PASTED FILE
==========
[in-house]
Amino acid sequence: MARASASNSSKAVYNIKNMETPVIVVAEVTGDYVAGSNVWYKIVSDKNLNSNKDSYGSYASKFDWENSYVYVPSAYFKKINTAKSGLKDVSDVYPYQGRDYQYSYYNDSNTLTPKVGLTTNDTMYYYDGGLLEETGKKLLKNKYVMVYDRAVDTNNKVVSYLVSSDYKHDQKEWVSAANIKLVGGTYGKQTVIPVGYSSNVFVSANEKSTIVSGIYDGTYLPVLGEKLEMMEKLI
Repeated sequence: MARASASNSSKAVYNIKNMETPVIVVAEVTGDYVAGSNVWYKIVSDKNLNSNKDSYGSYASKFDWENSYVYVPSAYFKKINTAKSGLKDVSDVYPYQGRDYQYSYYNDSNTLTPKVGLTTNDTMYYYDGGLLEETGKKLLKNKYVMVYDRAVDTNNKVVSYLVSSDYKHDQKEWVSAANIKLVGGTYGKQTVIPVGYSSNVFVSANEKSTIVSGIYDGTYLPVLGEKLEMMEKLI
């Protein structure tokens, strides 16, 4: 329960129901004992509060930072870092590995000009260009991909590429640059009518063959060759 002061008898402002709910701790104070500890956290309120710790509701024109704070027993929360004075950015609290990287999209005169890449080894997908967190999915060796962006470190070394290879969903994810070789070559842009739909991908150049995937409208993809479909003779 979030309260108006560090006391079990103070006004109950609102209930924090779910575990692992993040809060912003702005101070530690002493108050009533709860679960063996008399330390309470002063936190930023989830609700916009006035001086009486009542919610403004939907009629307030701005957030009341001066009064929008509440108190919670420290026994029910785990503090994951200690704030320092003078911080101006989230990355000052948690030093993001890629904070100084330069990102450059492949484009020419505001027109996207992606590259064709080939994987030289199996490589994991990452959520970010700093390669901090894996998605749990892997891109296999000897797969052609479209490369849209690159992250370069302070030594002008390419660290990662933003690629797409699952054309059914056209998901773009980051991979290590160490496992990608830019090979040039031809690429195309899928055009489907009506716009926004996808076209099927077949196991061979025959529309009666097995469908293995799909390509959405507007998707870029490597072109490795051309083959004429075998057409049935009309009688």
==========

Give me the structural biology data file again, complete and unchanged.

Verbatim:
[in-house]
Amino acid sequence: MARASASNSSKAVYNIKNMETPVIVVAEVTGDYVAGSNVWYKIVSDKNLNSNKDSYGSYASKFDWENSYVYVPSAYFKKINTAKSGLKDVSDVYPYQGRDYQYSYYNDSNTLTPKVGLTTNDTMYYYDGGLLEETGKKLLKNKYVMVYDRAVDTNNKVVSYLVSSDYKHDQKEWVSAANIKLVGGTYGKQTVIPVGYSSNVFVSANEKSTIVSGIYDGTYLPVLGEKLEMMEKLI
Repeated sequence: MARASASNSSKAVYNIKNMETPVIVVAEVTGDYVAGSNVWYKIVSDKNLNSNKDSYGSYASKFDWENSYVYVPSAYFKKINTAKSGLKDVSDVYPYQGRDYQYSYYNDSNTLTPKVGLTTNDTMYYYDGGLLEETGKKLLKNKYVMVYDRAVDTNNKVVSYLVSSDYKHDQKEWVSAANIKLVGGTYGKQTVIPVGYSSNVFVSANEKSTIVSGIYDGTYLPVLGEKLEMMEKLI
């Protein structure tokens, strides 16, 4: 329960129901004992509060930072870092590995000009260009991909590429640059009518063959060759 002061008898402002709910701790104070500890956290309120710790509701024109704070027993929360004075950015609290990287999209005169890449080894997908967190999915060796962006470190070394290879969903994810070789070559842009739909991908150049995937409208993809479909003779 979030309260108006560090006391079990103070006004109950609102209930924090779910575990692992993040809060912003702005101070530690002493108050009533709860679960063996008399330390309470002063936190930023989830609700916009006035001086009486009542919610403004939907009629307030701005957030009341001066009064929008509440108190919670420290026994029910785990503090994951200690704030320092003078911080101006989230990355000052948690030093993001890629904070100084330069990102450059492949484009020419505001027109996207992606590259064709080939994987030289199996490589994991990452959520970010700093390669901090894996998605749990892997891109296999000897797969052609479209490369849209690159992250370069302070030594002008390419660290990662933003690629797409699952054309059914056209998901773009980051991979290590160490496992990608830019090979040039031809690429195309899928055009489907009506716009926004996808076209099927077949196991061979025959529309009666097995469908293995799909390509959405507007998707870029490597072109490795051309083959004429075998057409049935009309009688």